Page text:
Like my Boomer parents before me, I was raised to be seen and not heard. I was raised to work, not learn. My parents pushed me to do more house and yard work than most adults do.
As a result of all that work, the objects in our house were in perfect order at all times, but the people were always in chaos — and not the wacky, fun-loving kind of chaos on display in the 80s and 90s sitcoms. Everyone under our roof was an out-of-control emotional wreck, including me.
Without any siblings in the house, my parents were my only example of how to behave and handle things.
As the scapegoat of the family, I was made to feel responsible for the entire household and everything that went on in it, including my parents’ happiness, well-being, and moods.
If my mother dropped something, it was my fault. If there was a noise, I had done something wrong. Why didn’t I know we were going to run out of toothpaste? And why didn’t I tell anyone? I mean, what would we do without toothpaste for an hour?
The stakes were so high in my house growing up, that even the most mundane things were intensely dramatic. But beyond that, my mother had no coping skills when it came to the daily duties of parenting and would fly into a blackout rage when I dared to question her, expressed how I felt about how she treated me or asked for something I needed.
She was extremely punitive and hypercritical (though she did love to take credit for anything I managed to do well), and she saw me as an extension of herself. I wasn’t her daughter, so much as a smaller version of her, she could boss around, destroy or beg for comfort, depending on her needs at the moment.
In short: it was a messed-up way to grow up, and it left me without any sense of self, well into adulthood.
I hated growing up alone, floating adrift in a sea of disaster, trying my best to raise myself.
I vowed from a very young age that when I had a child of my own, I would raise her differently. I knew I would value her, listen to her, and that when she challenged me, I wouldn’t need to be right all the time.
I wouldn’t punish her in outlandish ways for minor offenses, project my emotions onto her, or scream at her and blame her for everything. I wouldn’t resent her. Instead, I would love her and care for her the way I never had been loved or cared for.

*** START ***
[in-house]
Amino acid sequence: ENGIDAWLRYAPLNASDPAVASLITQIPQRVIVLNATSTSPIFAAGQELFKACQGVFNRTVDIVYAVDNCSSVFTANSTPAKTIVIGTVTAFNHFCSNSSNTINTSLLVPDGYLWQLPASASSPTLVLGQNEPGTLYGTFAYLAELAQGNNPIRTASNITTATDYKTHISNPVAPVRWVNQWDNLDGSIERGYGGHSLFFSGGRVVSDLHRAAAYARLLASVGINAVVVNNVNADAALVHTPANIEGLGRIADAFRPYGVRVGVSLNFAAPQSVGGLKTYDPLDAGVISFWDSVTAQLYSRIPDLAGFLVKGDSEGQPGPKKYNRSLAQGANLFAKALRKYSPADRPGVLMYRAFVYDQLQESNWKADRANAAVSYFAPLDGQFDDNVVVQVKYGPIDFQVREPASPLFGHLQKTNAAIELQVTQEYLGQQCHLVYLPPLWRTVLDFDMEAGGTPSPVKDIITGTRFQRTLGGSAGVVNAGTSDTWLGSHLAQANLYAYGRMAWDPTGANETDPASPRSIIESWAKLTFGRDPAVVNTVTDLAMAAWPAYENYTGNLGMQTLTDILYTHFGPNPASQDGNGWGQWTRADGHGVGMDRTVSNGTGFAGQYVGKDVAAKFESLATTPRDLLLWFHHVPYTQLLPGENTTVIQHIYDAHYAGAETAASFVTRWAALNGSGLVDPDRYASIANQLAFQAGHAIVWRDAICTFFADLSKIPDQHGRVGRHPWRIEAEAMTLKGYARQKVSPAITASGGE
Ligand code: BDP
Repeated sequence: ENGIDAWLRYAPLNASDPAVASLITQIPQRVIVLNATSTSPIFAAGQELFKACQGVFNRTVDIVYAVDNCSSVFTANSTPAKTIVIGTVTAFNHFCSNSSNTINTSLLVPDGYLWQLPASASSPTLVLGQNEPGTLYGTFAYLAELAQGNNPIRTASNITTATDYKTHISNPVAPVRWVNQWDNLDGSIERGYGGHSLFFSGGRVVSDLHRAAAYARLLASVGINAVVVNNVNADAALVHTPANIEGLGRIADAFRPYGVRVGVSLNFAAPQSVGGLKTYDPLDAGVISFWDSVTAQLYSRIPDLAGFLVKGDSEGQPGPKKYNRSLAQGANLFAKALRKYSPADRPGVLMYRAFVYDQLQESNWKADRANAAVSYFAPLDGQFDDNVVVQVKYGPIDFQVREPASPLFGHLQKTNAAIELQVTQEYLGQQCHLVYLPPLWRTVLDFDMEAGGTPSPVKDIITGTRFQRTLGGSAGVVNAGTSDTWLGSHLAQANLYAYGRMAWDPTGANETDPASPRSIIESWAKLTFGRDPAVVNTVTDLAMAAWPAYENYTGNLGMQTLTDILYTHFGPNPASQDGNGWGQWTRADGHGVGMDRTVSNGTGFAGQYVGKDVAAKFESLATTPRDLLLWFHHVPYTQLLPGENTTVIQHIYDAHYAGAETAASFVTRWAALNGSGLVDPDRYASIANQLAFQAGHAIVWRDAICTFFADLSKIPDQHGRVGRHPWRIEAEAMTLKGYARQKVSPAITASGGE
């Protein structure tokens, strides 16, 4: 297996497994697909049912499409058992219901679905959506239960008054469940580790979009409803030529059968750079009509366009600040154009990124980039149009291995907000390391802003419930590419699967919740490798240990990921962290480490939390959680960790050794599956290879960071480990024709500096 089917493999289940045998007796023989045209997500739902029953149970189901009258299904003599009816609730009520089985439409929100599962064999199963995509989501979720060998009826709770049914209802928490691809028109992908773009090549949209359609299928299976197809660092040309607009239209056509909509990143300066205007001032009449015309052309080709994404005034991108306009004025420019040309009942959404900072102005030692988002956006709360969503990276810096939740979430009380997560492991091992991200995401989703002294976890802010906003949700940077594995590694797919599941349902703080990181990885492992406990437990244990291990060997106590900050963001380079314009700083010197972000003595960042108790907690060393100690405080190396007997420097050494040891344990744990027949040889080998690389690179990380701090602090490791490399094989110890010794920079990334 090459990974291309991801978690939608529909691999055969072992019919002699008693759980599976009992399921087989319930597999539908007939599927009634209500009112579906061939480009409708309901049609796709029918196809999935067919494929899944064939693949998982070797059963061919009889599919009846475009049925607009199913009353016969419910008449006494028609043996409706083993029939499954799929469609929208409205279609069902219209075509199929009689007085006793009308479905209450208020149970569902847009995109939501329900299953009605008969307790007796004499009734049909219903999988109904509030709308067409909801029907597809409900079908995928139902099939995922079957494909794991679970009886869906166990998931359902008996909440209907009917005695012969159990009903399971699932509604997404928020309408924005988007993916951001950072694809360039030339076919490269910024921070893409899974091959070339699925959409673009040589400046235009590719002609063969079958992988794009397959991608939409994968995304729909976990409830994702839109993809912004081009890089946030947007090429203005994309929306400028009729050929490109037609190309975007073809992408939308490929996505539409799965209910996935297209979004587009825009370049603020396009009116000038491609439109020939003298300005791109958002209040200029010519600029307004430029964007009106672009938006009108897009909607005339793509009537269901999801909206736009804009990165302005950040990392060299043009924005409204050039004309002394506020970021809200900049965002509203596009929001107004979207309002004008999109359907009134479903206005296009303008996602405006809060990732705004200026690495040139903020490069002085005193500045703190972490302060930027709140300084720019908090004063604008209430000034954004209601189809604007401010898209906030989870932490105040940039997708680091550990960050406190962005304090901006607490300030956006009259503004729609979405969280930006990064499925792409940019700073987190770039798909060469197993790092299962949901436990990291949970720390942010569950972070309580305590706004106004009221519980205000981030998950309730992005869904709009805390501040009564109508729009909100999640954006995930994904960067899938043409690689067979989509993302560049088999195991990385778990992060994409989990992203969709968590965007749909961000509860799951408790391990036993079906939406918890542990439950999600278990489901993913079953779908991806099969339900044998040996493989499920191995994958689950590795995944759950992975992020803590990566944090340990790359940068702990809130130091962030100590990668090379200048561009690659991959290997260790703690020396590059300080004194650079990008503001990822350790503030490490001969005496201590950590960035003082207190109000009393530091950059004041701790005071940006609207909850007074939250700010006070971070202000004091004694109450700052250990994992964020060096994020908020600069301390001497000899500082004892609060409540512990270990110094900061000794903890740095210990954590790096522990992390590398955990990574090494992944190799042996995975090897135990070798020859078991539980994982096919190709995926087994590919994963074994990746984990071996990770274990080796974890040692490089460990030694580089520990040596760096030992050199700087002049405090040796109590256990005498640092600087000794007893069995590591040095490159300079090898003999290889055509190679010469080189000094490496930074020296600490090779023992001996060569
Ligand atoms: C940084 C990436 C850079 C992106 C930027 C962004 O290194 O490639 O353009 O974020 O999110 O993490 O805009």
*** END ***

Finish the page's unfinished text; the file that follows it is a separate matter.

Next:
Raising my daughter in the face of my own childhood trauma has been the greatest challenge and gift I will ever experience. I’m constantly learning about what’s really important and what isn’t, and how to impart that wisdom to my daughter.
The following ideas are ones I’ve spent a lot of time learning as an adult who has had to re-parent herself in therapy. I talk to my daughter about these things all the time, in the hopes that she’ll enter adulthood with a healthy sense of self, able to share her talents and spirit with confidence and joy.
Here are 15 Critical Things I Teach My Daughter I Only Wish I’d Been Taught As A Kid
1. Relationships should enrich your life, not deplete you emotionally.
If there’s one idea I want my daughter to remember from childhood, it’s this: Relationships create the emotional landscape of our lives, so it’s important that they’re healthy and make us feel supported.
I have this little system that I’ve taught my daughter to use to measure the success of a relationship: If a relationship makes you feel good 70 percent or more of the time, it’s a positive, healthy relationship. If it makes you feel good only 60 percent of the time, it needs work. Fix it or ditch it. (With love and light, namaste.) If a relationship makes you feel good 50 percent of the time or less, it’s not a relationship worth maintaining.
Using this formula has helped my daughter find friends who make her feel supported and respected, and she knows she can also apply this formula to romantic relationships one day, as well. She also knows how to be a good friend herself.
2. Your thoughts and feelings matter.
If this seems obvious and unnecessary to state, that means you grew up in a healthy family. Congrats! But for those of us who grew up in dysfunction fueled by things like mental illness, alcoholism, and/or untreated family trauma, this idea is revolutionary.
I was told explicitly that I had “no rights” in my house, and that I should shut up because I didn’t know what I was talking about, on top of being constantly gaslit in more subtle and insidious ways. My mother’s omnipresent and oppressive perspective was the only one ever given any credence when I was a child unless she was acquiescing to my father’s needs.